Rethinking Reductionism in Robert Boyle’s Time and Our Own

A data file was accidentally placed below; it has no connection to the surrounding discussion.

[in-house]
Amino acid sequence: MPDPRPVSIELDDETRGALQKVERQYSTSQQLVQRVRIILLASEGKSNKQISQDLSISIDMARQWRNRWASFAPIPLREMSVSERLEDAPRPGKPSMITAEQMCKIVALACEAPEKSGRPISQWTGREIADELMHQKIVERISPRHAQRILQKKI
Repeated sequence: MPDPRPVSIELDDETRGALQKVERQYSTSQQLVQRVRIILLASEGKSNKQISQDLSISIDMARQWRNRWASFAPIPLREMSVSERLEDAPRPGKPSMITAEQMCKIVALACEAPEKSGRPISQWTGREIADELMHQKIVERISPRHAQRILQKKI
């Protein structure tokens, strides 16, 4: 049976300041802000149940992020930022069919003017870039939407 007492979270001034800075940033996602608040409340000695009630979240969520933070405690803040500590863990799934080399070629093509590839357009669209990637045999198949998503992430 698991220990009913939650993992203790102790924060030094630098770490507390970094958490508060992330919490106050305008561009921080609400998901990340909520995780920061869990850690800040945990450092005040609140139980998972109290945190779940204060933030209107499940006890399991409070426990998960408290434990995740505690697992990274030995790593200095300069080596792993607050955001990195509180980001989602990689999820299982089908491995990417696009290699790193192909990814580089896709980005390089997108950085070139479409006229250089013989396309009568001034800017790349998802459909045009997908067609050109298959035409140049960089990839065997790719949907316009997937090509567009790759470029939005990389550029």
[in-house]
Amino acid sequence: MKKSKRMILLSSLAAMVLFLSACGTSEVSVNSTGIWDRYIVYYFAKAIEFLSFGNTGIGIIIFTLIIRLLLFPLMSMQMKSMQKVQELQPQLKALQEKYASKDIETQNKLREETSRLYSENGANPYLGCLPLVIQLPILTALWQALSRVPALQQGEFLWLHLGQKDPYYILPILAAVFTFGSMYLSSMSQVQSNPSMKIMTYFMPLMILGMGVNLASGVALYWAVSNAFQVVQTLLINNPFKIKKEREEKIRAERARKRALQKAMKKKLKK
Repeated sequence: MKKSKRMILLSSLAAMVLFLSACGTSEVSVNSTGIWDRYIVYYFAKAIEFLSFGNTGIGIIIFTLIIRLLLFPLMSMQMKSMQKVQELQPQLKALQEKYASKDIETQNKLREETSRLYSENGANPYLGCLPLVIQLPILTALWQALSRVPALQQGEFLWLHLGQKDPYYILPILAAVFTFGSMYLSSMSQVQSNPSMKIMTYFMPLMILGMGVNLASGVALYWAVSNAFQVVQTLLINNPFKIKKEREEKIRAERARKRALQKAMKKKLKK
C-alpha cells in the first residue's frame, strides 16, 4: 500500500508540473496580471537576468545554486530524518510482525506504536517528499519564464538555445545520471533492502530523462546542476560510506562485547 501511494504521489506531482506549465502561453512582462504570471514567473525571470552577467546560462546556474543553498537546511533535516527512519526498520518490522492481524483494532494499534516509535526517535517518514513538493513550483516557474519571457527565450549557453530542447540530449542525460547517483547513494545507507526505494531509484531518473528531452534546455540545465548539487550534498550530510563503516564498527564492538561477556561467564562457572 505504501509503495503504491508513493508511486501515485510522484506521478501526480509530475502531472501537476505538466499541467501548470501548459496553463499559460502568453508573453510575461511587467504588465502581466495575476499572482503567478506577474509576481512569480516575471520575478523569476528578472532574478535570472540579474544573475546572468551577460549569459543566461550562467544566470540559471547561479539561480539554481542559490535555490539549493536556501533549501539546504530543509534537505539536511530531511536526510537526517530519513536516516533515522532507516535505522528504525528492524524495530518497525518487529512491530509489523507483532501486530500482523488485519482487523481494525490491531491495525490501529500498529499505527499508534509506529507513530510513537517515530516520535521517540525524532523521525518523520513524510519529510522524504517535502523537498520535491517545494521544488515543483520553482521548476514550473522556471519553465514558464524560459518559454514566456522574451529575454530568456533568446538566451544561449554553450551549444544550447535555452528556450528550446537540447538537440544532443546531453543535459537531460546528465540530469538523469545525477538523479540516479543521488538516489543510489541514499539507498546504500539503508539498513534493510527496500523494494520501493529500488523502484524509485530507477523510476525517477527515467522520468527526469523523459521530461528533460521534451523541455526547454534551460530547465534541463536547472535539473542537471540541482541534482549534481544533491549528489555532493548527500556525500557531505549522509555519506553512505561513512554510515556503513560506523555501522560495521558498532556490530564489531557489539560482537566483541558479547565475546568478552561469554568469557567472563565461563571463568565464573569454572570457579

I offer two innovations that span from Robert Boyle’s time to now. I do this by clarifying and addressing an apparent tension in Boyle’s work that has surfaced with the recent enthusiasm for scholarship on Boyle’s philosophy of science. The tension is between a) the widely recognized reductionist parts of Boyle’s “corpuscular philosophy”, and b) his views on scientific explanation. My first innovation, concerning the history of Boyle’s own work, is to dissolve the tension by arguing for a novel interpretation of Boyle’s texts and experiments, according to which Boyle was not a father of reductionisms or even a reductionist as we have supposed. My second innovation, concerning the philosophy of present day reductionisms, is to argue that Boyle’s work should serve as a sophisticated model for bridging current impasses between reductionists and anti-reductionists. The most widely discussed of Boyle’s apparent reductionisms traces back to his views on the powers of physical bodies. For Boyle, powers are causal and relational qualities, distinct from the occult qualities the Schools recognized. A key’s power to cause a lock to open involves its shape being appropriately related to the lock’s shape. But many commentators maintain that Boyle thought these relational powers are fundamentally determined by, or ontologically reduce to, just the intrinsic properties of (features internal to) the bodies standing in the relevant relations. This is power intrinsicalism, which is indeed reductionist. Next consider Boyle on explanation. He held that excellent explanation requires citing what fundamentally determines the thing explained. And many of the actual explanations (of experimental observations) that he considered excellent appealed to not only intrinsic but also relational features among those determining the thing explained. Adding these together we get a view that is incompatible with power intrinsicalism. But we can and should read Boyle as embracing the relationalisms about explanation and avoiding the incompatible power intrinsicalism. I first show this in the context of his discussions of explanation, through novel analyses of his Torricellian experiments with mercury, and his famous dispute with Spinoza about how to explain the behavior of niter under manipulations. I next show how we can and should see Boyle avoiding power intrinsicalism in the context of his discussions of powers of bodies. Evidence comes from his famous lock-and-key passage, which I suggest entails absurdities about when locks and keys can have powers, unless read as avoiding power intrinsicalism. Evidence also comes from dissecting his discussions of corpuscles and their “mechanical affections”, e.g., their size, shape and mobility. Boyle probably thought these are all intrinsic properties of corpuscles. And he repeatedly insists these are essential to the fundamental determination of all physical phenomena. Authors have then inferred power intrinsicalism on Boyle’s behalf. But I document how Boyle carefully limits the essential role of mechanical affections to necessary rather than also sufficient for all such determination. Doing so completes my uncovering of the sophisticated senses in which still today we can, and I’ll argue should, be middle-ground mechanists, committing to neither intrinsicalist reductionism nor emergentist anti-reductionism.